Skip to main content

Microfluidics Glossary

Terms and Definitions used in the Microfluidics Industry

Microfludics Terms and Definitions

All | # B C D E F H L M O P S V
Finite Element Analysis (FEA)
Computational modeling techniques used to simulate and optimize fluid flow, heat transfer, and mechanical behavior within microfluidic devices.

Flow Cell
A flow cell is characterized by a device with a fluid input and fluid output that allows controlled volumetric flow in a microfluidic device. The channel dimensions are adjusted to meet other functional requirements such a linear flow rate, or shear. The total thickness is adjusted to allow interface to a high magnification microscope objective. Flow cells can have glass microscope slides or coverslips integrated into them, with the channel being formed by a double-sided pressure sensitive adhesive layer with thicknesses between 25 microns up to 500 microns. Flow cells can be multiplexed in a single device to have multiple inlet and outlet ports, or designed to allow a single fluid stream to fill an array of channels or chambers. Inlet and Outlet ports to interface to tubing can be custom machined or 3D printed, or off the shelf components can be integrated using either threaded or pressure sensitive adhesive connections.

Flow Control
Techniques and mechanisms employed to regulate the flow of fluids within microfluidic devices.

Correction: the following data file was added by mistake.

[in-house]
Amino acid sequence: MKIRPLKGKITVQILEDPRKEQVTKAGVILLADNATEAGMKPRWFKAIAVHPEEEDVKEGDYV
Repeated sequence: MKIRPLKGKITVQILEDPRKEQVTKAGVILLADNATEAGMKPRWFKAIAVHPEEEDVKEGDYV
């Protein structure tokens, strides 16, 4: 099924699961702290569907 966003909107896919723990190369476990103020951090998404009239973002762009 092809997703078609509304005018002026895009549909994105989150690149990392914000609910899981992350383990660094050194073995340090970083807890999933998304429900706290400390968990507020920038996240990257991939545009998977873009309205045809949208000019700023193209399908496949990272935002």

Flow Focusing
A technique used to generate monodisperse droplets or particles by controlling the flow of fluids within microfluidic channels as it passes through a nozzle.

Fluid Circuit Technology
ALine's proprietary design and fabrication processes for creating microfluidic devices with engineered functionality such as valves, vents, pumps, metering and mixing functions. These engineered fluidic components are dropped into a design with optimized geometries and materials to simplify the execution of a complex workflow.

Fluidic Interconnects
Interfaces or connections used to interface microfluidic devices with external components such as pumps, sensors, and reservoirs. A key issue with fluidic interfaces is understanding how to transition from micron sized features in the device to connect to macro sized features typical of tubing, and standard connectors used in the instrument with standard pumps and reservoirs.

Get In Touch With Us Today

The owner of this website has made a commitment to accessibility and inclusion, please report any problems that you encounter using the contact form on this website. This site uses the WP ADA Compliance Check plugin to enhance accessibility.